A good friend of mine and I had an argument the other day about music. I argued that music that is complacent and remains irrelevant to struggles in the world is p, even if it is musically of a high quality. He argued that I was instrumentalising music, showing more interest in some mythical cultural struggle than in in music. He may have a point but I have come across a record that I should have brought up to illustrate why kultur needs kampf. This is a solo record by John Phillips of Mamas and Papas fame, released for the first time after sitting in a record companys vault for decades. My problem with music and wider culture is encapsulated by two facts about this release; firstly, that it never got released because of a record company decision and secondly, that the record was produced by Mick Jagger and Keith Richards after meeting at a cricket match. In other words, control over cultural production being exercised by record companies and by people in chummy little gatherings.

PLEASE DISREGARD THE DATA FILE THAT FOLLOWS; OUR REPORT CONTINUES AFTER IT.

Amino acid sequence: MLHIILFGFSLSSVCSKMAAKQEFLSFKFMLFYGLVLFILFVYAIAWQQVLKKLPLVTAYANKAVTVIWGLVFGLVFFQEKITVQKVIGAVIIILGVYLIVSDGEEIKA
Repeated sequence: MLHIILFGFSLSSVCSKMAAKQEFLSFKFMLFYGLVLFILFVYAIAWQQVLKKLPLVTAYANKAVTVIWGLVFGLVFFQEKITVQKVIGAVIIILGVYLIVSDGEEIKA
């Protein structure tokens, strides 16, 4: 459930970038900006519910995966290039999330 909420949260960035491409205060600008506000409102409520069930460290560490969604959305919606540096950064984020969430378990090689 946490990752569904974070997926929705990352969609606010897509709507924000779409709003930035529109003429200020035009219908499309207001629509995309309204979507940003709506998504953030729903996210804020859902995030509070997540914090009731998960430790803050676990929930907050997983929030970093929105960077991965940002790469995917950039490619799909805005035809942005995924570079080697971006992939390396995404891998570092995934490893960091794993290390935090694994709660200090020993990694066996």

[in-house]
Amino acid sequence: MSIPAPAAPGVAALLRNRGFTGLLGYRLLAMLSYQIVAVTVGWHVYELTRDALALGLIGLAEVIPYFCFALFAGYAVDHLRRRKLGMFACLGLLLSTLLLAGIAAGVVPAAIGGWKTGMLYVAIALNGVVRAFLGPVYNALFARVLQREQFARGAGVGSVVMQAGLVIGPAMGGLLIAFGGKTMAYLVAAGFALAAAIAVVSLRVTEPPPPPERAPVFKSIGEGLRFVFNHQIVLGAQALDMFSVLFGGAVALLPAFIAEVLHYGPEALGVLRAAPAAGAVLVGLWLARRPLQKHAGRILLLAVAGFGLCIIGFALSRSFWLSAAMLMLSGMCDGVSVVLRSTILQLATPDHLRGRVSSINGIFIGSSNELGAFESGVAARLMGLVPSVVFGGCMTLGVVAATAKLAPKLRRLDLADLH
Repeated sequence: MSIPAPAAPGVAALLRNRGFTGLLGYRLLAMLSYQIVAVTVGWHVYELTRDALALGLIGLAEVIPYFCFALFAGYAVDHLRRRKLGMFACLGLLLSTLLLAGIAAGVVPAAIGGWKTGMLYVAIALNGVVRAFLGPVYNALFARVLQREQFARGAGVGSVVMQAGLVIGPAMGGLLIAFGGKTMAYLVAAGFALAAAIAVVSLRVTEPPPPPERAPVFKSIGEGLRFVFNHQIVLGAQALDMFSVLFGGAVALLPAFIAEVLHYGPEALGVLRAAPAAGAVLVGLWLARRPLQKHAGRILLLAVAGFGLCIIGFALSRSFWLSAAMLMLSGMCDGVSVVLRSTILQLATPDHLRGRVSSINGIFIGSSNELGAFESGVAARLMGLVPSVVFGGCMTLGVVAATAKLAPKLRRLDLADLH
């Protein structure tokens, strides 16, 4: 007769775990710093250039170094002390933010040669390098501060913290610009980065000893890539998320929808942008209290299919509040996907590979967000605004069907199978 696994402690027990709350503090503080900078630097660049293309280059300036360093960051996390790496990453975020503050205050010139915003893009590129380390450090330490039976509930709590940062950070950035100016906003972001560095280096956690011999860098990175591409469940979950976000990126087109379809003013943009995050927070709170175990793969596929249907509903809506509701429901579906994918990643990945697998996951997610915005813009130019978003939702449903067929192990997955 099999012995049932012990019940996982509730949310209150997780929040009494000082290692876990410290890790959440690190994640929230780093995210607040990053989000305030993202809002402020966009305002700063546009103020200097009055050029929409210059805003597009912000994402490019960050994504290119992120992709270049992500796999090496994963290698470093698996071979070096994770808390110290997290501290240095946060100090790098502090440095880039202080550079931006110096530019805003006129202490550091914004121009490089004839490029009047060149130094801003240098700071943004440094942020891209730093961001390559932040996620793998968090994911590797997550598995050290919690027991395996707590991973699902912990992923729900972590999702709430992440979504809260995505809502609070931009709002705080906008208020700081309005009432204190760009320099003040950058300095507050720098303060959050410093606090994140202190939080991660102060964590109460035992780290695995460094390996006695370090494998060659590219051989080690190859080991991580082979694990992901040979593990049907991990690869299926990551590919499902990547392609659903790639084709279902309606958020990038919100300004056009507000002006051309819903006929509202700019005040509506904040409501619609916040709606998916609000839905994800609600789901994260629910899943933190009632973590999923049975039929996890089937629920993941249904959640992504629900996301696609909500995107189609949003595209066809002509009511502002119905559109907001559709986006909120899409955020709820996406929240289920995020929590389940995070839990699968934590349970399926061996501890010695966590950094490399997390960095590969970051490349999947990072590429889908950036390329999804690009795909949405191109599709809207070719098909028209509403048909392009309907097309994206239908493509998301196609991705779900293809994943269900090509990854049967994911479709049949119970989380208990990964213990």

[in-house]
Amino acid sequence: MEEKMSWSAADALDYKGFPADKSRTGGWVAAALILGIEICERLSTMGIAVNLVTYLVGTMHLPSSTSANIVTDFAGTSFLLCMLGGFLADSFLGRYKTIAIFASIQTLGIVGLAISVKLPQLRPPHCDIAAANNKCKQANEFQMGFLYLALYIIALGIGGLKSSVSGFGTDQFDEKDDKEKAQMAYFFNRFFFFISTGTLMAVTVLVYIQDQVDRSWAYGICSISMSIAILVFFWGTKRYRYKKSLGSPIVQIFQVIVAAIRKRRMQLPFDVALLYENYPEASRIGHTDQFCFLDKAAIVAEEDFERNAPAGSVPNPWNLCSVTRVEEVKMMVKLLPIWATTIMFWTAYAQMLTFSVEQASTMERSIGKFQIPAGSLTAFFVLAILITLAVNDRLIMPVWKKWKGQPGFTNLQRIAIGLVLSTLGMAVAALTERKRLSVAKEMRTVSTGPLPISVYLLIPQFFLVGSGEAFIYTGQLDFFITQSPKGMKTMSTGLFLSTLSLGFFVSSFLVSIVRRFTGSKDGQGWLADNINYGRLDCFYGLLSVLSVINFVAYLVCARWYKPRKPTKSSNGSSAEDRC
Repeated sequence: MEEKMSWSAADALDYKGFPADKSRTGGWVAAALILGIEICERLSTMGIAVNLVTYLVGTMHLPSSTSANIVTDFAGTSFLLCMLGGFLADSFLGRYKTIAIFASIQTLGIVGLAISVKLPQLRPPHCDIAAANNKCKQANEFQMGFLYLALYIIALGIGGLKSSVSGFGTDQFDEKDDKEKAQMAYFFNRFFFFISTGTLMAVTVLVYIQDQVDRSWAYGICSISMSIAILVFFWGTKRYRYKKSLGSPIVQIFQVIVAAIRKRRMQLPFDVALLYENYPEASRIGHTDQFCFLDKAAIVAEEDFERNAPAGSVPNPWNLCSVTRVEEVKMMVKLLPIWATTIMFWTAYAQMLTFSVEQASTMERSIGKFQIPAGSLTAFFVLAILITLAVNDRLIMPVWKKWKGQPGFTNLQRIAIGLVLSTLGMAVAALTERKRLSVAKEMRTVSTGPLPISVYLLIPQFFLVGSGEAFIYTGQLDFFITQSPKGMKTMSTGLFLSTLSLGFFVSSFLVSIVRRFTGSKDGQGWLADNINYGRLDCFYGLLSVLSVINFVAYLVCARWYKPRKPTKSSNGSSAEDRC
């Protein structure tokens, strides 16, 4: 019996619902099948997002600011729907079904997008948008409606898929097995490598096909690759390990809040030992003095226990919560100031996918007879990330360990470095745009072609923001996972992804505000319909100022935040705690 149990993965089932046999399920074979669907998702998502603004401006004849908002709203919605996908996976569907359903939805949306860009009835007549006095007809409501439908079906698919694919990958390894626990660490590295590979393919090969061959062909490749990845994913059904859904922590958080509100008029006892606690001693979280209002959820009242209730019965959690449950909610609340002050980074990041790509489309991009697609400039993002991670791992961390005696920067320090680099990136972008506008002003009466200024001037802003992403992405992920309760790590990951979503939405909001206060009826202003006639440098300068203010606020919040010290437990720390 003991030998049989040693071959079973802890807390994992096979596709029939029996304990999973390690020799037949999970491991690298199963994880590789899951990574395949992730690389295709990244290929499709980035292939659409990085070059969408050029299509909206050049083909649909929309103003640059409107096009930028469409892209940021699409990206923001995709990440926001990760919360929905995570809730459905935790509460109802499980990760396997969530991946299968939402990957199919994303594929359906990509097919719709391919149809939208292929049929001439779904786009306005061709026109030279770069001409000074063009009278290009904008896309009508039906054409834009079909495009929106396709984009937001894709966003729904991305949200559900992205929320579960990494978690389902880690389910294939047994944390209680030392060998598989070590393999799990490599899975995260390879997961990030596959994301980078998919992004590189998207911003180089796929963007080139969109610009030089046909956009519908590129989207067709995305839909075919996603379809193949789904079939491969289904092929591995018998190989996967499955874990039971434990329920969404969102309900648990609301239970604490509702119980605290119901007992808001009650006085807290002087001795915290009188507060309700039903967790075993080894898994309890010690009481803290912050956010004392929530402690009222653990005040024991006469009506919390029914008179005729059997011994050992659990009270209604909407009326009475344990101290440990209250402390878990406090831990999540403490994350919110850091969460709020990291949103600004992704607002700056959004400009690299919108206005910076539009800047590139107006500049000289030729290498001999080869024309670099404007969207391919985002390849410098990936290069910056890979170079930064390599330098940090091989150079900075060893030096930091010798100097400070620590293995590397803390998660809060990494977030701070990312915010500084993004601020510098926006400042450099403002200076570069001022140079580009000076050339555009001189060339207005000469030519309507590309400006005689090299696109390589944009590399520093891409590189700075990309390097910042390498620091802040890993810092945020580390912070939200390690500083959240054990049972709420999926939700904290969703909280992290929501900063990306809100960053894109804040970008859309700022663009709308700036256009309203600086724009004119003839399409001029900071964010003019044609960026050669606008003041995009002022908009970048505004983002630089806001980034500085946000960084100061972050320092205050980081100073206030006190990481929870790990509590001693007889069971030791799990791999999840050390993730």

This would be a good time to point at these are my opinions and not necessarily those of the fine people at Foxy Digitalis. Ok, now the music itself. Phillips largely deals in pop twang that can safely sit somewhere between "Hunky Dory" era Bowie and 1976 Elton John with the same saccharine AM radio feel as the Carpenters.
"Pussycat" was recorded in 1976 and 1977 but Phillips escalating heroin addiction and the death of the sessions engineer in a car accident caused the project to languish until later in the year and eventually shelved, half-completed late in 1978. The productions are clean enough to eat off (by this stage, Jagger and Richards are clearly dinosaurs who bore no relation to the people who did anything progressive or interesting), complete with back up singers doing all the things you expect in an ultra hi-fi approach to pop music. Thematically, it ranges from liquored up ode to a stripclub ("Pussycat"), to shameless pleading for sex ("Susan, Susan"), to tributes to the struggle against Apartheid in South Africa ("Zulu Warrior").
Apart from tracks from this incomplete solo record, there are tracks that he recorded for the soundtrack to Nicholas Roeg directed, Bowie starring cult film "The Man who Fell to Earth." The early demo for "Liar, Liar" proceeds along with flickering guitar, horns and an engaging half-Caribbean feel. 7/10 -- Alex Kakafikas (29 October, 2008)